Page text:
Saturday, September 02, 2006

Castaways, we are

Last night I found myself in a fit of boredom, again, not being able to discover any one distraction that I could easily settle into. I flipped through our DVD's and announced to Owen and Harry that we were going to watch Castaway this evening. I knew this would be a movie that Owen would like - merely because most of the storyline can be followed merely by watching and not having to negotiate through a complex overlay of dialogue and innuendo. He liked Quest for Fire for that very reason. My intuitions, rarely being off the mark, satisfied my twitchy boredom as well. in Harry fell asleep somewhere right before Chuck created fire, Owen was rivited. He was very concerned that the little boy was not going to recieve the Wilson volleyball, but later grew forgiving as he became attached to the character. He sat at the edge of his seat as Chuck built his raft and negotiated it over the surf and drifted out to sea. And then there was that moment when Wilson drifts out to sea and Chuck desperately swims out to save him. Owen was devistated too. For Owen, this was the end of the movie. The dramatic rescue and re-entry story line was far too anti-climatic.

The brothers Willy and Paddy dozed with us on the couch. Owen looked at me and said "Their mom is gone". Tears whelled and streamed down his cheek. I tried explaining that the Sera, the mother lived with our friend and she was okay. But the point was, their mother was not with them anymore, and that compounded his sadness, on top of Wilson's gentle departure. He sobbed for a bit, and when the movie ended, we collected the Brothers and took them up to Owen's room. He has fashioned little kittie beds for them, so we tucked them in (and they stayed - they are the amazing brothers after all). I went back up to check on him a few minutes later, and he was still silently crying, being with this moment of utter loss. I tried explaining to him that the kitties were really happy, and they loved being here with us, but I decided not to explain it away and just sat with him. I held his hand and soon discovered tears streaming down my cheek as well. At that moment, there was no need to take any of the sadness away. We just sat there, leaning into it. I breathed in that vast space, while some deep and wise part of myself reminded me that it does not need to be filled or occupied with anything.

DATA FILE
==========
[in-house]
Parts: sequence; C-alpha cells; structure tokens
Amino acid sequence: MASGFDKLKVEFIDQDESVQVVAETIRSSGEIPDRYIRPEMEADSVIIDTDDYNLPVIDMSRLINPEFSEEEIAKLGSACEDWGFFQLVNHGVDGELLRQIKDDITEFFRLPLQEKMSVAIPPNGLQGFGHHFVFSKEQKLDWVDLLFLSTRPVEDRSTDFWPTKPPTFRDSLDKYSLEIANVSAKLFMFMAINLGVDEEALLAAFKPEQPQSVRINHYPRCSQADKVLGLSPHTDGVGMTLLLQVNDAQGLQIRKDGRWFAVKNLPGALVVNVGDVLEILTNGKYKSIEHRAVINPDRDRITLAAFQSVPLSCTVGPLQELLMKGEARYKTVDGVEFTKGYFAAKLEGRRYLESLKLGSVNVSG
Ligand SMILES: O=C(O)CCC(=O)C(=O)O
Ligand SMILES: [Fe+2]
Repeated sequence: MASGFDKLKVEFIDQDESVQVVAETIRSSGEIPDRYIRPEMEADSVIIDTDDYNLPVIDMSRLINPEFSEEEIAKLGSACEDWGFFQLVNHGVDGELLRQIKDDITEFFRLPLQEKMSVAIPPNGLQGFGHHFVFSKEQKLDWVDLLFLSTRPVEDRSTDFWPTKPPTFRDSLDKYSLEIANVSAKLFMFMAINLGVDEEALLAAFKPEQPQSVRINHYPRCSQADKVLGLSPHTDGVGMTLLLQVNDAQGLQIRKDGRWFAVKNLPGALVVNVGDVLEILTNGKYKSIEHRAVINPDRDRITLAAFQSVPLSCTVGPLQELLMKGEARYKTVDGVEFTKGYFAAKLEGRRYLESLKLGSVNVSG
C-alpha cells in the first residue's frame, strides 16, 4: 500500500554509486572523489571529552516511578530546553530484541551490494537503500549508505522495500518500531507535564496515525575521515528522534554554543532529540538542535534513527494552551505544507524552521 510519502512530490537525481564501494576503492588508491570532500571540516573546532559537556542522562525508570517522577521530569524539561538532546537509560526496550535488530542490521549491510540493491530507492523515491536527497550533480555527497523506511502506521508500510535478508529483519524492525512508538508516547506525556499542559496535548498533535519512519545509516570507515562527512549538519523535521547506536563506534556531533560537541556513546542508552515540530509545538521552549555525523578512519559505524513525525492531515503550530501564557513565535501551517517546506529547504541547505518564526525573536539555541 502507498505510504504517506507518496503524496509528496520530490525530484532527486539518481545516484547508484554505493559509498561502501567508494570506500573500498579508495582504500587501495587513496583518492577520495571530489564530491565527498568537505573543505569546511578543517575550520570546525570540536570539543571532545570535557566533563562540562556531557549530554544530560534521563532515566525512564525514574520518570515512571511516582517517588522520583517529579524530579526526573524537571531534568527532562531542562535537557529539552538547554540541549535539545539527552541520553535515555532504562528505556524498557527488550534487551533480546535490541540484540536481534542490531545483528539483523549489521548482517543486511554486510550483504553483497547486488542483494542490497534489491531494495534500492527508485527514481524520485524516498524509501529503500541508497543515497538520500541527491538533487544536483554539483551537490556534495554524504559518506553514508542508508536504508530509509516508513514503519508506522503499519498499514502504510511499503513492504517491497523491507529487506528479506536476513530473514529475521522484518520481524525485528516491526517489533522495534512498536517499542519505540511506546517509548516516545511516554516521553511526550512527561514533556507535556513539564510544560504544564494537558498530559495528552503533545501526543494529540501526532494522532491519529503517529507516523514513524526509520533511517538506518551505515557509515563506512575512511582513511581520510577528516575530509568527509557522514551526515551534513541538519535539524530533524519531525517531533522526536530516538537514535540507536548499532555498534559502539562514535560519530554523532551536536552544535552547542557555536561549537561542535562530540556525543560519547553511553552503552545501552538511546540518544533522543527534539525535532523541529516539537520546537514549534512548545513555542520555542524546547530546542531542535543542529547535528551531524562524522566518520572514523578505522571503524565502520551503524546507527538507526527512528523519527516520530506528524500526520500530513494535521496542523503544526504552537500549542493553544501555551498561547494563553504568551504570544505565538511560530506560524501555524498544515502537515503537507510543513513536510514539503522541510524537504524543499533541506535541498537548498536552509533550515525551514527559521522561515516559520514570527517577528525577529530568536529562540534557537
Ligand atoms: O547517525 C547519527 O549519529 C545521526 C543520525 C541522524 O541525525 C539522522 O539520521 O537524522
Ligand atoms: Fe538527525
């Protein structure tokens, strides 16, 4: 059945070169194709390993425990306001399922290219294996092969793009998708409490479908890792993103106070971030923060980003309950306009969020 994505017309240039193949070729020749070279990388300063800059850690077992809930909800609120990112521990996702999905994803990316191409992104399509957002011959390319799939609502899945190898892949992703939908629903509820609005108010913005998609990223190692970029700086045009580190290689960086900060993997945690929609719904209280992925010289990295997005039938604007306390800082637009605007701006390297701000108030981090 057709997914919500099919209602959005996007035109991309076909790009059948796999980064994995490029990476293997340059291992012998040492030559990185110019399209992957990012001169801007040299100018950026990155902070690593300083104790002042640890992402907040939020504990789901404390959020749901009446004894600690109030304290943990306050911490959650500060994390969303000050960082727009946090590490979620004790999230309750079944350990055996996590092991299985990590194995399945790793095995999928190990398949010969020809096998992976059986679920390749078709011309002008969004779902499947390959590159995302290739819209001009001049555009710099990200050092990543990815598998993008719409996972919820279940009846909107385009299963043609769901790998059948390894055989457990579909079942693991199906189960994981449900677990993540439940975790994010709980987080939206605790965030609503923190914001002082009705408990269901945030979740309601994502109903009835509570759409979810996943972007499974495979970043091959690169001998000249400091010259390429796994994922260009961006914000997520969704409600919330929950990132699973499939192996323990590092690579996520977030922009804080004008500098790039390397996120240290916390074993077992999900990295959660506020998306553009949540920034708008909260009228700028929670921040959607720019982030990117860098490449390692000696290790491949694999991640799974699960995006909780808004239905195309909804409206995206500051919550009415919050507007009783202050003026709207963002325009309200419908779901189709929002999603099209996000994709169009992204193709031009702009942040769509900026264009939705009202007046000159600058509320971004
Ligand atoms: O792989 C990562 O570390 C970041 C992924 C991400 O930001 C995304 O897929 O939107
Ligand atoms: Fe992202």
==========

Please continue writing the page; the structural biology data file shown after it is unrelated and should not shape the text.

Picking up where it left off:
We're a dramatic bunch huh? This morning I sat thinking about this, and wondered about boddhichitta. We had our little moment of awakened heart. Normally, Owen pushes me away in these moment, fueled by an eight year old boys embarassment, from I don't know where it comes from. By not offering to fix or fill or soothe, he widened his space. He did not push me away, we just held each others hands. And then he asked me if we could go to Toys 'R Us. Yes, the world still works, just as I have left it.

I'll leave with a snippet from Pema Chodron:
An analogy for bodhichitta is the rawness of a broken heart. Sometimes this broken heart gives birth to anxiety and panic; sometimes to anger, resentment and blame. But under the hardness of that armor there is the tenderness of genuine sadness. This is our link with all those who have ever loved. This genuine heart of sadness can teach us great compassion. It can humble us when we're arrogant and soften us when we are unkind. It awakens us when we prefer to sleep and pierces through our indifference. This continual ache of the heart is a blessing that when accepted fully can be shared with all.


TrudyJ said...

I love this concept of just being with sorrow, accepting it, rather than having to "fix" it. It's something I'm so bad at ... especially with my children ... but I am learning.

hotboy said...

Made me feel emotionally... well, not very emotional. An ice warrior. And I wished I could. Something great in this post! Hotboy

kate said...

so beautiful . . . thank you for writing it . . . lovely . . . :)